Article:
The new (I mean, re-branded) fintech newsletter Tearsheet, from the Digiday stable, has an article that does a pretty good job of bringing the hype back down to earth.
“Many are still touting blockchain technology as being revolutionary, when they mean transformational.”
Transformational they may be, but blockchains are not going to change the financial sector overnight. If at all.
“When using the R word it’s important to remember that it is incredibly difficult to “disrupt” industries as highly scrutinized as financial services. New technology needs to integrate with old systems and interfaces – those don’t get replaced overnight. It’s also the kind of technology that’s most effective when there’s a network effect and currently, most organizations are still exploring why they actually “need” blockchains and which iteration of the technology is going to work best for them.”
The real value lies in the data. If financial firms end up standardizing their data formats in order to use interconnecting databases (such as blockchains), that opens up a whole new field of possibility for artificial intelligence.
Whether or not you’re comfortable with AI going through your financial data, the potential applications are intriguing.
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My post on CoinDesk this week: “IBM vs Microsoft: Two Tech Giants, Two Blockchain Visions”
(I wish I could claim credit for the title, but that goes to my editor who is bloody brilliant at headlines.)
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Dronesweaters.com: What every well-dressed drone is wearing these days.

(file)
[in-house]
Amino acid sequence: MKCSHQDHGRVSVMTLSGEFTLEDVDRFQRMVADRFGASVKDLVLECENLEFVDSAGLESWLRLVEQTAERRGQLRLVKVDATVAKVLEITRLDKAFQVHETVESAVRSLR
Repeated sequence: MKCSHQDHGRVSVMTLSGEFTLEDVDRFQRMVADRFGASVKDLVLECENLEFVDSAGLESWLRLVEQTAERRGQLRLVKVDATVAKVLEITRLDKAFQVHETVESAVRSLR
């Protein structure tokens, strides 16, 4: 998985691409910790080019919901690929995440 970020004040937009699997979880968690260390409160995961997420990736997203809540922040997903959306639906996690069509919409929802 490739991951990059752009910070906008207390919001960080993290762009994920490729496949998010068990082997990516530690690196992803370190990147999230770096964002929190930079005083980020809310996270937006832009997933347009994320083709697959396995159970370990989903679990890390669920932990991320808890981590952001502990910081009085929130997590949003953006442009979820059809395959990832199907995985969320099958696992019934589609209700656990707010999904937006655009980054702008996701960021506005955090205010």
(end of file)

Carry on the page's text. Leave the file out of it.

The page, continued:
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Matt Levine wrote a darkly amusing account of the blockchain revival of tontines. What are tontines? They are pools of money that end up going to the last surviving contributor. Of course, the participants then race to bump each other off.
It sounds like a financial adaptation of The Hunger Games.
Anyway, the blockchain is useful here because it can know, through oracles and smart contracts, when participants die, and automatically pay out to the last surviving member.
At least that’s how it would play out in an old-fashioned thriller.
These days, tontines are being looked at as viable retirement income vehicles. A group of people invest equal amounts, and then withdraw an annuity each year they are alive. The payments are inversely proportional to the number of recipients, and increase as the others die. The last one standing gets whatever’s left.
Apparently tontines can pay a higher yield than an annuity because of their simple structure. And they are making more sense to investors as “longevity risk” – the possibility that we could outlast our money – increases in line with healthier lifestyles and better old age care.
“The last year or so has been really hard on the notion that history is a linear progression from darkness to enlightenment, but it’s been really good for theories of history as an endlessly recurring series of cycles. You see a bit of that in finance too: So much of “financial technology” — bitcoin and blockchain and peer-to-peer lending — is really about abandoning the modern technology of finance and returning to a simpler and more primitive time. (But with computers.)”